2 Corinthians 4: 8-9
“We are hard pressed on every side, but not crushed; perplexed, but not in despair;
persecuted, but not abandoned; struck down, but not destroyed.”
I’ll never forget when I first learned how to use color crayons. I was in junior high—7th grade, I believe. I know what you’re thinking, that this should be a kindergarten-level skill. And you would be correct, if I were referring to the neat and tidy, gentle, inside-the-lines kind of coloring that we tend to value so much. But in 7th grade art class, I learned how crayons were “meant” to be used. Our teacher knew that she would have an uphill battle trying to change the beliefs and behaviors that had been ingrained in us for some 12 years by that point. But she also knew from experience that there was good to come from all of this re-learning.
She taught us that we needed to press HARD on the crayons. What?! Wasn’t that wasting them? I mean, they would wear out so much faster. That is, if they didn’t break in half from the weight of the pressure. And why?! My coloring up until that point had already earned me high praise throughout my childhood. But I trusted my teacher, and I learned a technique that yielded absolutely beautiful results—vibrant, bold, attention-grabbing.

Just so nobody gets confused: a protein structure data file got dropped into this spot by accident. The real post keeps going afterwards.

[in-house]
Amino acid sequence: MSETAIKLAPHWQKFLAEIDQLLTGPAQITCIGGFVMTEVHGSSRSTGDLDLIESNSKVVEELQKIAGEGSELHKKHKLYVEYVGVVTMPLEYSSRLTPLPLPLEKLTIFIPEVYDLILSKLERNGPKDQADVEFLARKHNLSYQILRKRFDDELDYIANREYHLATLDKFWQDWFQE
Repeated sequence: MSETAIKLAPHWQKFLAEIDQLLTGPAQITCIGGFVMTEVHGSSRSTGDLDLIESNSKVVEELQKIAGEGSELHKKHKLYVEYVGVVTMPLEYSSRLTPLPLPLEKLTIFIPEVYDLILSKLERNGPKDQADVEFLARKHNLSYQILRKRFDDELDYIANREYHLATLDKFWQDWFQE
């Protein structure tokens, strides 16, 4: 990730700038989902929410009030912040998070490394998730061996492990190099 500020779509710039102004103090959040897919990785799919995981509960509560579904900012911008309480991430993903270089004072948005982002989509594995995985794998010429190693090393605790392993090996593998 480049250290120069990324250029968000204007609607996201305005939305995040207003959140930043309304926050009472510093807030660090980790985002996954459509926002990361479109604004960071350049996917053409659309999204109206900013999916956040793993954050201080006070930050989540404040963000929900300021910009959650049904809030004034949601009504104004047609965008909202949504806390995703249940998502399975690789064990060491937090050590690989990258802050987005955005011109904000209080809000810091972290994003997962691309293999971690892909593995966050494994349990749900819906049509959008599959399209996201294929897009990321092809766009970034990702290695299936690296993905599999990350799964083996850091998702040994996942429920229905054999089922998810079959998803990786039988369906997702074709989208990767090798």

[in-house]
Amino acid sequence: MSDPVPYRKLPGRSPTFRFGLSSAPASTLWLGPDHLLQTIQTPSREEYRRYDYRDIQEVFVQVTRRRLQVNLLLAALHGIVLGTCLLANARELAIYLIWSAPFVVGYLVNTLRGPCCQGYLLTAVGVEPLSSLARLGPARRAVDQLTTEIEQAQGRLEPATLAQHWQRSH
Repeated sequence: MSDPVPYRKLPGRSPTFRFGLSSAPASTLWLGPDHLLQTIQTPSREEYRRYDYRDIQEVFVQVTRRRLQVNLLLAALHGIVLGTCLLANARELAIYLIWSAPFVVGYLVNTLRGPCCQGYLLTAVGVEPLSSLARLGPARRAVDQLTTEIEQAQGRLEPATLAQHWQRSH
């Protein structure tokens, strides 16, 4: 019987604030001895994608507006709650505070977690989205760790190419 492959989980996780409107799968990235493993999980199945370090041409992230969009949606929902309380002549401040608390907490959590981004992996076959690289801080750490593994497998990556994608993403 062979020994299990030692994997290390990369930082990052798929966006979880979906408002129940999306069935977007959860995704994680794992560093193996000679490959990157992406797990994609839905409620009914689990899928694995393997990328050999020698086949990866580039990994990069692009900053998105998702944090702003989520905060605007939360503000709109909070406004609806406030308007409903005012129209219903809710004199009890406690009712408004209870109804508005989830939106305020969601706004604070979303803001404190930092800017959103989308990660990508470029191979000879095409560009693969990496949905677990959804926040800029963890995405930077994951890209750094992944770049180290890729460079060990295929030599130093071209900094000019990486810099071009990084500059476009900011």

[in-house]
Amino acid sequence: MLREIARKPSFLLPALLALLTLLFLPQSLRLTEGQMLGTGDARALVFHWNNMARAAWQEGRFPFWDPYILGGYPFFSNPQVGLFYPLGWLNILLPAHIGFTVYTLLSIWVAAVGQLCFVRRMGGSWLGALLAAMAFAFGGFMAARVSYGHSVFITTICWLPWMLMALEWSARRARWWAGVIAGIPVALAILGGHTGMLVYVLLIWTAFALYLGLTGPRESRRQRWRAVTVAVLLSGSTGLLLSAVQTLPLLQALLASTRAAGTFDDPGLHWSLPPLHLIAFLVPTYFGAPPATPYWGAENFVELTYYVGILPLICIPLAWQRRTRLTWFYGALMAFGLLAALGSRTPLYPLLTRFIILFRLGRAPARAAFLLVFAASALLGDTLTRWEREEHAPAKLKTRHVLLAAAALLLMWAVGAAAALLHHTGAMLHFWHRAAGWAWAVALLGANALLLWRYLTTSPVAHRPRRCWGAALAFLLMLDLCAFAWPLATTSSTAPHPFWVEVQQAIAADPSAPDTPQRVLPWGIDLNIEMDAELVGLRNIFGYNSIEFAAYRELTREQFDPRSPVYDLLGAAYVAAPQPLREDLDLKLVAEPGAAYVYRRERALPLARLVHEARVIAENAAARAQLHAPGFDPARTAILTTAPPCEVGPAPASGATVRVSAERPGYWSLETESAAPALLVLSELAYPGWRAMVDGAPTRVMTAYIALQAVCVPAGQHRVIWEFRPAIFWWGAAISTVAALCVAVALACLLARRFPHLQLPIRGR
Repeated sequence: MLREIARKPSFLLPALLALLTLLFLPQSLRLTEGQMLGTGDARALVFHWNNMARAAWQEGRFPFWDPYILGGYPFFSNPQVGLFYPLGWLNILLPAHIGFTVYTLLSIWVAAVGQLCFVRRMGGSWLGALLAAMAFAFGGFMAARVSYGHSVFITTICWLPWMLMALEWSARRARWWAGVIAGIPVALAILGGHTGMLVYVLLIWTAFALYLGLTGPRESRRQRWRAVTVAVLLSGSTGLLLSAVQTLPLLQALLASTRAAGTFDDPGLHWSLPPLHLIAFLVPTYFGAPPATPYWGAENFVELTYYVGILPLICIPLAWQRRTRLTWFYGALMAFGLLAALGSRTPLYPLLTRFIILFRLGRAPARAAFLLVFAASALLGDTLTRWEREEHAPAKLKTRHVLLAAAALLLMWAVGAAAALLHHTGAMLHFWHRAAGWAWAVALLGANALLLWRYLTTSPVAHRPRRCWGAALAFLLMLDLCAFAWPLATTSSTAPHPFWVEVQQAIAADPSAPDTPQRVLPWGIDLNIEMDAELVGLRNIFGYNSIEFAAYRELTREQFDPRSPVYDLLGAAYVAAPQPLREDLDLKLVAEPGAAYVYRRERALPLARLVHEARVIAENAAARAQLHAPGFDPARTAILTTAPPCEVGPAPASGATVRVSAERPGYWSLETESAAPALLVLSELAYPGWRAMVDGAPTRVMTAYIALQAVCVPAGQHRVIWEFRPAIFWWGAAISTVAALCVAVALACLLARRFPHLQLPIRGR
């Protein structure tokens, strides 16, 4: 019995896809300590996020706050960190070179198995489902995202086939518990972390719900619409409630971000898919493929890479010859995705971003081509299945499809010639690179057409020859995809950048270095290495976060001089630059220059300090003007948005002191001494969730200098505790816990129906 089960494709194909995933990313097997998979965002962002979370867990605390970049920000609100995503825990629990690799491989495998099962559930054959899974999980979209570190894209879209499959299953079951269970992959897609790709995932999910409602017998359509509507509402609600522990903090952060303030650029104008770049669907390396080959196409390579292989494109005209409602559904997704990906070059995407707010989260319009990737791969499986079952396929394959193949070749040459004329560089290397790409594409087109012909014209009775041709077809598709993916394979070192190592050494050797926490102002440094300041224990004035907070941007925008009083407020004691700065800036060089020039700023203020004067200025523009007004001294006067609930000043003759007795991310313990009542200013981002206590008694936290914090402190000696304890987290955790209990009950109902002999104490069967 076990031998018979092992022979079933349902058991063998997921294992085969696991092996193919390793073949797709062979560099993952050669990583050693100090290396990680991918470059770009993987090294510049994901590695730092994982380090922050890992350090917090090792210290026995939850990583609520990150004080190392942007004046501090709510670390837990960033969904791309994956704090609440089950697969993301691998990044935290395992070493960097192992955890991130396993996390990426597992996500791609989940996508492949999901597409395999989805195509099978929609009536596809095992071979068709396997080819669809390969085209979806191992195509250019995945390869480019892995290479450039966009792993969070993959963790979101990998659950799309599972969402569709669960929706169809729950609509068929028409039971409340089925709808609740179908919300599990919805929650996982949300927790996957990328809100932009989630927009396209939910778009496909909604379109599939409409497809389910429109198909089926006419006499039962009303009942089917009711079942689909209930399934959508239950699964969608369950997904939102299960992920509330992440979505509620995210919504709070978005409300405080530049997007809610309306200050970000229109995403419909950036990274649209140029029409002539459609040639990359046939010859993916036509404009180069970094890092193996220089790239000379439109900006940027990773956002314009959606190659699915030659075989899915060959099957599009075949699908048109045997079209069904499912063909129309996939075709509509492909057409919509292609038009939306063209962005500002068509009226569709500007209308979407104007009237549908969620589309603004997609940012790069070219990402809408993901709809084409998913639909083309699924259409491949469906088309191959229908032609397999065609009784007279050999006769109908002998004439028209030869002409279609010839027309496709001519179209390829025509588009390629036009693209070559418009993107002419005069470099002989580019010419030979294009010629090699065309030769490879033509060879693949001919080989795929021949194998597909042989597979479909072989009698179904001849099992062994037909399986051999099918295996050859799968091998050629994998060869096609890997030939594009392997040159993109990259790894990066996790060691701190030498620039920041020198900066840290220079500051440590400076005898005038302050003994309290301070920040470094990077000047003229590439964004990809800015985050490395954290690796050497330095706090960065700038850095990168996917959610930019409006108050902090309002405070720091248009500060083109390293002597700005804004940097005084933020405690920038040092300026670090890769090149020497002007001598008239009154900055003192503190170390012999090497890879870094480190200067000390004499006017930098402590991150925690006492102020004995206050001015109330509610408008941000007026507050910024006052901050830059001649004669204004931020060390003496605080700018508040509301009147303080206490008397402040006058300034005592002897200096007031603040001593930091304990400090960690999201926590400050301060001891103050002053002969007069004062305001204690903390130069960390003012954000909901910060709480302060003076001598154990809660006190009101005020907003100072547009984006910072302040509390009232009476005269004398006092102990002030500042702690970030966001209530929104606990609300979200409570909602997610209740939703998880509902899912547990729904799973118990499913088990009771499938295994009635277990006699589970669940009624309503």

I know that Paul wasn’t referring to crayons in his letter to the Corinthians. His analogy above relates more to an active-duty soldier, presumably in battle. Nevertheless, I believe this present analogy holds. The point is that what seems harsh and painful now may yield some great benefit later. Paul continues,
“Therefore we do not lose heart. Though our outer self is wasting away,
yet our inner self is being renewed day by day. For our light and momentary affliction is producing for us an eternal glory that is far beyond comparison.
So we fix our eyes not on what is seen, but on what is unseen.
For what is seen is temporary, but what is unseen is eternal.”
2 Corinthians 4: 16-18
Will we do this also? When we face challenges, hardships, and heartache. When we experience loss, grief, and sadness. Will we trust that our God will not allow us to be crushed or destroyed, that He will not forsake us, even during the most difficult or painful of times? I hope so—for the reward is great.
Please comfort those who are mourning, strengthen those who are weak, and work all things together in an intricate and vibrant work of art that declares, “His glory, my good.”